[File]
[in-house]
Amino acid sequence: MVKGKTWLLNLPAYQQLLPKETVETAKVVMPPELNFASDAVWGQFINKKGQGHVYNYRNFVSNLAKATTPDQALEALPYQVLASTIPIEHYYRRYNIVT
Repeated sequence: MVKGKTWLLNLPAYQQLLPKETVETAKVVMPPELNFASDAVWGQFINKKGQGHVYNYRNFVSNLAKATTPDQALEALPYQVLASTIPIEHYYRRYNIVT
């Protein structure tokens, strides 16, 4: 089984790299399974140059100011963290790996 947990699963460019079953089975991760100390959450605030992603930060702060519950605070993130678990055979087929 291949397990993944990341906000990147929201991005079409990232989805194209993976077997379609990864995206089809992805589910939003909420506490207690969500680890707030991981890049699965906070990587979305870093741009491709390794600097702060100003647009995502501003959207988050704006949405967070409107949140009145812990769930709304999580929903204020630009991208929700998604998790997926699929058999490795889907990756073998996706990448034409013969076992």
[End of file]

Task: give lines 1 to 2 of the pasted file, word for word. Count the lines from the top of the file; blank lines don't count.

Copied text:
[in-house]
Amino acid sequence: MVKGKTWLLNLPAYQQLLPKETVETAKVVMPPELNFASDAVWGQFINKKGQGHVYNYRNFVSNLAKATTPDQALEALPYQVLASTIPIEHYYRRYNIVT